On the lowest level are the Vanir, who he defines as Njorär, Frejr and Freja. He remarks that even Nerthus must be seen as a name-variant of Njorär. (Dumezil, De Nordiske Guder, 1969, p. 9-39)

In opposition to the structuralistic approach above stands the older historical school, that originally goes back to Snorri Sturlusonar and Ynglingasaga. The person who can be referred to as the modern founder of this "school" is the Swedish researcher Bernhard Salin who 1903, in Studier tillägnade Oscar Montelius, put forth a theori which literally is very close to Ynglingasaga. It describes the cult of Oäinn and the Asir as invading and superposing the old Vanir cult. In this spirit he also published his famous work of the Nordic animal ornaments, Die altgermanische Tierornamentik, which he tried to connect to this approach. H. Schück, E. Mogk and several others have thought of a regular war of religions, but most think of an ethnical, political war. Concerning to Salin and others the penetrating by the Asir cult happened during the 4th century AD while others relate the happenings to the time of the Indo-European immigration in the North. They support their opinion with archaeological finds indicating a transition from the Megalithic culture to the Corded Ware Culture. This is claimed by e.g. E.A. Philippson in Die Genealogie der Götter. (Philippson 1953, p.19) According to this approach the myth should relate a factual warfare.

According to my opinion neither of these "schools" stand above objections. On the contrary both of them from time to another have failed in taking notice of all relevant sources or, alternatively, failed to see the connection between different types of sources. The reasoning is many times logically inconsistent. The structuralistic school has great trouble to show the existence of a cult of Oäinn in an early stage. You just have to remind of the tribal saga of the Goths which, over- handed already in the 6th century, by Jordanes/Cassiodorus/Ablabius in Getica, where explicitly is told that the Goths converted to the cult of Oäinn in the 3rd c.AD under Filimer, and that halirunnae were chased out into the wilderness. A similar ethnogenesis between fertility cult and cult of Oäinn can be derived from the tribal saga of the Langobards, when the Vinnilii convert to Oäinn and the religious power of the women disappear (Origo Gentis Langobardorum; Paulus Diaconus Hist. langob., 8thc.AD) and the Vandilii are mentioned at the same occasion. (Wolfram, Origo et Religio)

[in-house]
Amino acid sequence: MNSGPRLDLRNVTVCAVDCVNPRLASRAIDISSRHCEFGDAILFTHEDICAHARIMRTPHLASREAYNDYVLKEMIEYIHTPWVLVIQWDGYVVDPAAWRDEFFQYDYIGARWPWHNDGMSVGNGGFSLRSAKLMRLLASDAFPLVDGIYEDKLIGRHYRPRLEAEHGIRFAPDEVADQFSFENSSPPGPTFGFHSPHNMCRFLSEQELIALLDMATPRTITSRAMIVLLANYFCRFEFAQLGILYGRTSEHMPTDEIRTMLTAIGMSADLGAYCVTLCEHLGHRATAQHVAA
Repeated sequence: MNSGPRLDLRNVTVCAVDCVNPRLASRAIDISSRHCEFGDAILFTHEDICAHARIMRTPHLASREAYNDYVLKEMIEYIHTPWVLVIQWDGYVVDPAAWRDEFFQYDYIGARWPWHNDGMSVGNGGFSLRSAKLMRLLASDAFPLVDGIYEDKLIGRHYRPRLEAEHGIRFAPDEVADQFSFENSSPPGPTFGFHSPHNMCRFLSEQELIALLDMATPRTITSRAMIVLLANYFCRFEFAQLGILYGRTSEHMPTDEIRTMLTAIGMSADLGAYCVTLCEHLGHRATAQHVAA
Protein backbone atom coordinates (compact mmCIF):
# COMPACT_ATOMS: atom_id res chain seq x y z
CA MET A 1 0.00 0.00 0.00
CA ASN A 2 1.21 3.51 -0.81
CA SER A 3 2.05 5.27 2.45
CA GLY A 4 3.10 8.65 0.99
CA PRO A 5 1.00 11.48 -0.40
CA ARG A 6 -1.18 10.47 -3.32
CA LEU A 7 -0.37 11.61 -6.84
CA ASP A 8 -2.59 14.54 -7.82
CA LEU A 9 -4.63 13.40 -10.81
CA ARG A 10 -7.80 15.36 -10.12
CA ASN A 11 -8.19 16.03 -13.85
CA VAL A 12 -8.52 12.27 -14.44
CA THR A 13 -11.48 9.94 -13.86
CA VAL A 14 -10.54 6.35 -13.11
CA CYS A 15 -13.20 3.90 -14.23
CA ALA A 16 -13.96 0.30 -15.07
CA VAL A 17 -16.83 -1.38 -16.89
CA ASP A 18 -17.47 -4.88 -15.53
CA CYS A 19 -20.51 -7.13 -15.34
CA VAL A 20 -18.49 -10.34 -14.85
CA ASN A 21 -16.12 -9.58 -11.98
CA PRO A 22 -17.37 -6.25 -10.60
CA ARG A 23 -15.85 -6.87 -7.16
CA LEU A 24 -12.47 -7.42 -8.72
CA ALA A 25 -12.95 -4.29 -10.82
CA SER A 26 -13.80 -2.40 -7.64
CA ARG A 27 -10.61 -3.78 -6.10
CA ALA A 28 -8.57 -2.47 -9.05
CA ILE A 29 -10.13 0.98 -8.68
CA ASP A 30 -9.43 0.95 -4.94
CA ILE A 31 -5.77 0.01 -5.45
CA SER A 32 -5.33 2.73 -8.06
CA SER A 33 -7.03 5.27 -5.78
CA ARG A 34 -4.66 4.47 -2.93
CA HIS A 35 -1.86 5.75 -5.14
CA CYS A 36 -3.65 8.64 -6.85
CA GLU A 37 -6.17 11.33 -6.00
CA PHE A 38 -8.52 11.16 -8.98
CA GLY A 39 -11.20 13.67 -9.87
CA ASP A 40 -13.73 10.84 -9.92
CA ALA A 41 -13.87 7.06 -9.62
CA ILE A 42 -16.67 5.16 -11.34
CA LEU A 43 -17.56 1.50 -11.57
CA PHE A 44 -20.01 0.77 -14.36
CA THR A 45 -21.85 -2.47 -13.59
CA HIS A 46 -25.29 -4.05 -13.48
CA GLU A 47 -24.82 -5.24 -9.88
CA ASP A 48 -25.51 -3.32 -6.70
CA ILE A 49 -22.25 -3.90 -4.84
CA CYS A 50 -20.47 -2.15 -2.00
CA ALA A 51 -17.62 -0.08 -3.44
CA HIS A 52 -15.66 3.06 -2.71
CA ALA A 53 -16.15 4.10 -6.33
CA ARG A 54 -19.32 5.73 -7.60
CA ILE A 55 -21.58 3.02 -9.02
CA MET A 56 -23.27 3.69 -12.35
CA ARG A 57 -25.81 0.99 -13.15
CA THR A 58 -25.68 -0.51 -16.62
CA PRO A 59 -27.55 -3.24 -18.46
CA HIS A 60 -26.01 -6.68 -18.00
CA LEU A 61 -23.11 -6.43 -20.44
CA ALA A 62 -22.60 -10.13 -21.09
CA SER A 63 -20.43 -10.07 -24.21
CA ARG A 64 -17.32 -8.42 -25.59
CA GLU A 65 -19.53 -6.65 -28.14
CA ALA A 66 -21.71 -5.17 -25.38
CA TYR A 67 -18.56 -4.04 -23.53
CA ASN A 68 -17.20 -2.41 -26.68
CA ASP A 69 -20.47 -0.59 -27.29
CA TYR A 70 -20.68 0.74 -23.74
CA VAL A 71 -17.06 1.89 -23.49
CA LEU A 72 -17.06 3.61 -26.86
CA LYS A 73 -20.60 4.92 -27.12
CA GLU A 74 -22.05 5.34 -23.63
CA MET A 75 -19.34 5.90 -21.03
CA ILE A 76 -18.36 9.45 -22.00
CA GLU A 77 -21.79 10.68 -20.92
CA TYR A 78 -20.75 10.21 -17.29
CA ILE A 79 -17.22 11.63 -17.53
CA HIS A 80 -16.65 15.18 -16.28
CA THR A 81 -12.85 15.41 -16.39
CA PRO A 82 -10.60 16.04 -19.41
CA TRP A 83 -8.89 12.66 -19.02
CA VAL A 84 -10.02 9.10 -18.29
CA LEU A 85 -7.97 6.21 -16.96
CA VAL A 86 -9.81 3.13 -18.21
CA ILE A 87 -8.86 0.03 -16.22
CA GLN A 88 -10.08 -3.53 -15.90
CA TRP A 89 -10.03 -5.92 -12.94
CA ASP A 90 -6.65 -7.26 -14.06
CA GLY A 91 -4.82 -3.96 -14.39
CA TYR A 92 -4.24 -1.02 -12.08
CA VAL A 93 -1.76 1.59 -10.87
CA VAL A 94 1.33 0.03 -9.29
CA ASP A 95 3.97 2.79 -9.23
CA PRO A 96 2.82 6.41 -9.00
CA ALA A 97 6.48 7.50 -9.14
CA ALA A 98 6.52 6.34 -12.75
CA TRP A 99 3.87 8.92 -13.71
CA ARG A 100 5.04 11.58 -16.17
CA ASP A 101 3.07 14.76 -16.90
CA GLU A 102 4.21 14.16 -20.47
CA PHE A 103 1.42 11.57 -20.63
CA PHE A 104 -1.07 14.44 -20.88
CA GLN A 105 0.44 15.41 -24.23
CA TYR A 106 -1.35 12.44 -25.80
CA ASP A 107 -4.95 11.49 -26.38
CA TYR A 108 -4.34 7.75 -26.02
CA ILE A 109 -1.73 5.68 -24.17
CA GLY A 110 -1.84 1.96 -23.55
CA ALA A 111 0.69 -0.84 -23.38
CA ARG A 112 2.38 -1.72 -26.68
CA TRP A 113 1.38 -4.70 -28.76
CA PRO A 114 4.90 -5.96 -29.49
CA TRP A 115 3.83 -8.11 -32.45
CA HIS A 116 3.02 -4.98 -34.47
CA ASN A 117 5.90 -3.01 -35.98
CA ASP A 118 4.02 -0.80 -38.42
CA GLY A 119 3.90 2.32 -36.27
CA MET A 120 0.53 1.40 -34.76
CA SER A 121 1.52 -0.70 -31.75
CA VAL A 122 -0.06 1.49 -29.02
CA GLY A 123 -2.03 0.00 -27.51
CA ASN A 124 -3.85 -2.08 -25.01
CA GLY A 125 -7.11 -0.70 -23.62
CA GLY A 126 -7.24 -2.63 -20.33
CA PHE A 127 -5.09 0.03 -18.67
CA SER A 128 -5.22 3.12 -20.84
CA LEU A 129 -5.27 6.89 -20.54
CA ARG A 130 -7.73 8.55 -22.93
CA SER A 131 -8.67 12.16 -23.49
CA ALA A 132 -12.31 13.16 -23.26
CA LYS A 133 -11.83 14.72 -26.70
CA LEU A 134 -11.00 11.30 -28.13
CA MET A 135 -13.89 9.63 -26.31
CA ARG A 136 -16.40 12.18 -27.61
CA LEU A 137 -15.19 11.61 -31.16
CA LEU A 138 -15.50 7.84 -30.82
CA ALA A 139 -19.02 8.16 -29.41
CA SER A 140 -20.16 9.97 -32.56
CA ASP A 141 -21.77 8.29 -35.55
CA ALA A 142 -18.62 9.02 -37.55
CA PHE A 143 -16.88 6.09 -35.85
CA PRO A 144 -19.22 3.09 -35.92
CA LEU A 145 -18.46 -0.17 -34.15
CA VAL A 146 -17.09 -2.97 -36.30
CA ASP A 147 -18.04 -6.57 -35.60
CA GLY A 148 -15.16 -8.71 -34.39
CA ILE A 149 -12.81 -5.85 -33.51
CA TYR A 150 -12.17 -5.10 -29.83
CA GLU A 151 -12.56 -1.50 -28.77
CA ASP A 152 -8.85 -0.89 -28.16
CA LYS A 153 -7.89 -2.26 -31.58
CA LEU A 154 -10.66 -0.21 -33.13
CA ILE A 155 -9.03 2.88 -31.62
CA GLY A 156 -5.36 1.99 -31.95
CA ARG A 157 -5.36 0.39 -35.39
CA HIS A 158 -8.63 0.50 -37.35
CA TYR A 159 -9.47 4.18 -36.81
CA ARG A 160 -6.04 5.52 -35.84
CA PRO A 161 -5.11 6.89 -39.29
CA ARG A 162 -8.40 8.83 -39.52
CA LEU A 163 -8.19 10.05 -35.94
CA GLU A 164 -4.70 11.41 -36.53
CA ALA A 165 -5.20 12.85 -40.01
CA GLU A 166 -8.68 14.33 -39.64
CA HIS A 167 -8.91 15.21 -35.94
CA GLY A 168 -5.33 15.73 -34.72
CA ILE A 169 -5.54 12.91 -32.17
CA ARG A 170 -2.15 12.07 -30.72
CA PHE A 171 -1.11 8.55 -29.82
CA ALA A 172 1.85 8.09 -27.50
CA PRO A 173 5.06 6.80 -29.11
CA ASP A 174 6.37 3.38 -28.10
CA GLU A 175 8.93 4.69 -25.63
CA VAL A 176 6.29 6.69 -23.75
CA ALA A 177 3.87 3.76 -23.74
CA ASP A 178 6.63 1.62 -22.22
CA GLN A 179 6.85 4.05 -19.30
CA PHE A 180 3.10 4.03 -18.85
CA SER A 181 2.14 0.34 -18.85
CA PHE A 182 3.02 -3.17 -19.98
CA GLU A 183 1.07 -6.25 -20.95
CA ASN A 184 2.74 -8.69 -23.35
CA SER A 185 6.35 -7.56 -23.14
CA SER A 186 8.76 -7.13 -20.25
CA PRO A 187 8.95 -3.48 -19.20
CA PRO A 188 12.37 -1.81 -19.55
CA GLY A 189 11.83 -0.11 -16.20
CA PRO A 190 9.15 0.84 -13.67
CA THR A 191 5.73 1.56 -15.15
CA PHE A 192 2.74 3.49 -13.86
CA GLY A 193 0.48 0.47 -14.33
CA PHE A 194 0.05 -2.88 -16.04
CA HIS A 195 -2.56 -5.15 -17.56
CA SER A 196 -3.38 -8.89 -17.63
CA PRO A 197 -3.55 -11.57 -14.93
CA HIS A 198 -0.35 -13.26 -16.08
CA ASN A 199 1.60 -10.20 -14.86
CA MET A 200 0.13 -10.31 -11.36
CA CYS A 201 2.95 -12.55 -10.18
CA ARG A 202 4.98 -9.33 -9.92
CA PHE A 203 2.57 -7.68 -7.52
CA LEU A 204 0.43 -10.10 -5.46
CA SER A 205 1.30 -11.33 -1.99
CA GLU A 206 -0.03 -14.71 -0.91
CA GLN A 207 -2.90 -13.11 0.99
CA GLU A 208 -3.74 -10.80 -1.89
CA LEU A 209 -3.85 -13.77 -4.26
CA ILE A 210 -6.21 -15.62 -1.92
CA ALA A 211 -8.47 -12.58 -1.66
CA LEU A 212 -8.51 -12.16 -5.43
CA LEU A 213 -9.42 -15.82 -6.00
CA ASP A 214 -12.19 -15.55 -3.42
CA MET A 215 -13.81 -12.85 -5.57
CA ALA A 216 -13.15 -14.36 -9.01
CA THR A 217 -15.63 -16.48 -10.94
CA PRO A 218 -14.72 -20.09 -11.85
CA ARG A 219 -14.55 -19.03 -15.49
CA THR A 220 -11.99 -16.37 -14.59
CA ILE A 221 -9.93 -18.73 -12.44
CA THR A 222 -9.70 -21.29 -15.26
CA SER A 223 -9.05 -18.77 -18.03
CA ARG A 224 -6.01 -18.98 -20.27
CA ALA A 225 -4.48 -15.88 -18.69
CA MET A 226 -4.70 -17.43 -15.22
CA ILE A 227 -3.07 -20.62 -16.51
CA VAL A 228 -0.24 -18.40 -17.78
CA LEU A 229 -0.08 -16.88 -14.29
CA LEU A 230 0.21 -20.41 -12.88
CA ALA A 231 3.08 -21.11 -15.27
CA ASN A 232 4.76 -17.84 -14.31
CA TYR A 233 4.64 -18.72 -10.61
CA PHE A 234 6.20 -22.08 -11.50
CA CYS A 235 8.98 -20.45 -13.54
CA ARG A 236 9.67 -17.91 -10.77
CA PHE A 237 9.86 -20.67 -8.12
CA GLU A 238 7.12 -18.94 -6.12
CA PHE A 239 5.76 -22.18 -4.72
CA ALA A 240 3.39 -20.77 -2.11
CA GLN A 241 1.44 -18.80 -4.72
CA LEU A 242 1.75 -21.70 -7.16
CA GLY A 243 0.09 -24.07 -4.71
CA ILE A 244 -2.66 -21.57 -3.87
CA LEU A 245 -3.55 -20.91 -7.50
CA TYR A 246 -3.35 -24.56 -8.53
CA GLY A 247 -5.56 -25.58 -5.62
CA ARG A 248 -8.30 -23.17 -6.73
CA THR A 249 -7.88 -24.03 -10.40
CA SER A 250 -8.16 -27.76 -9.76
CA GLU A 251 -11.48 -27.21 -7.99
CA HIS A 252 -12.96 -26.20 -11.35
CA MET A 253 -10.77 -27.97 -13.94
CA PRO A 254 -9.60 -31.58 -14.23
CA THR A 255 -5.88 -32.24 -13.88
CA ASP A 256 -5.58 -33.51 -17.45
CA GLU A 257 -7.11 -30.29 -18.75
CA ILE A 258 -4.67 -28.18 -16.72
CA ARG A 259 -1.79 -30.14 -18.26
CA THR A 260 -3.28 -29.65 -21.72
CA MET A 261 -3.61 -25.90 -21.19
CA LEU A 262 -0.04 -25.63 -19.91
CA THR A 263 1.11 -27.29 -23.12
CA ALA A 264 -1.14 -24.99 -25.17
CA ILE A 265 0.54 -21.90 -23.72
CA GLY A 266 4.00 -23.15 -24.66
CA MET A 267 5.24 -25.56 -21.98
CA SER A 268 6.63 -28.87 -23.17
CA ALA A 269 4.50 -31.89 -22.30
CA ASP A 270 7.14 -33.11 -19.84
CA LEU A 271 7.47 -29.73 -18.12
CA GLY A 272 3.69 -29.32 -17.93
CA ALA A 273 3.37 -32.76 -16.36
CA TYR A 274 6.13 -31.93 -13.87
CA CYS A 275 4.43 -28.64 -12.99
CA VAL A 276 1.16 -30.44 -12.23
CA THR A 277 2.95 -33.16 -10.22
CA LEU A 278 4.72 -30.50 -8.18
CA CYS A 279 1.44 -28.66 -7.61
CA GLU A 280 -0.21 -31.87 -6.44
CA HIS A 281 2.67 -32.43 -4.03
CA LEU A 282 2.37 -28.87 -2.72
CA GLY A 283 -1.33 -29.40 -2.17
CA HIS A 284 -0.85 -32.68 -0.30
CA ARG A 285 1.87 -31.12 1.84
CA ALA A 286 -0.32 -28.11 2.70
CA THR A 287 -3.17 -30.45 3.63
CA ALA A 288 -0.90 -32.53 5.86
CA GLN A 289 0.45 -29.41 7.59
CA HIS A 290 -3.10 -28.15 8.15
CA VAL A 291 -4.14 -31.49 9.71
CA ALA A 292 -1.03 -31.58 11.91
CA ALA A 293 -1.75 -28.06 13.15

Let us briefly regard both stories and compare them to each other: Before the decisive battle the two Vandilic twins ask Oäinn, leader of the Asir, to give them victory. Oäinn seems inclined to want to help them and not least because the Vandilii are more numerous than the opposers. In the meantime the pristess of the Vinnilii gets support by her Vanic goddess Freja. The witch introduces her as the mate of 03inn in spite of the fact that this position normally is held by the asynja Frigg. It has however been pointed out that Frigg and many other Scandinavian goddesses probably should be regarded as variants of Freja. It is accordingly the Vanic Freja who makes the Asir wargod fullfill his own oracle towards the Vandilii, who originally are supported by him. One of many divine names of 03inn was Longbeard. Under the leadership of the wise mother the Winnilic women and their Vanic goddess outmanuevre the wargod; unintentionally he happens to call the threated tribal group "longbeards-longobards"after himself and, accordingly, he has to grant them the victory. Both peoples were prepared—it is the Vandilii who at first invoke the wargod—to constitute a progressive military organization in form of a wandering army.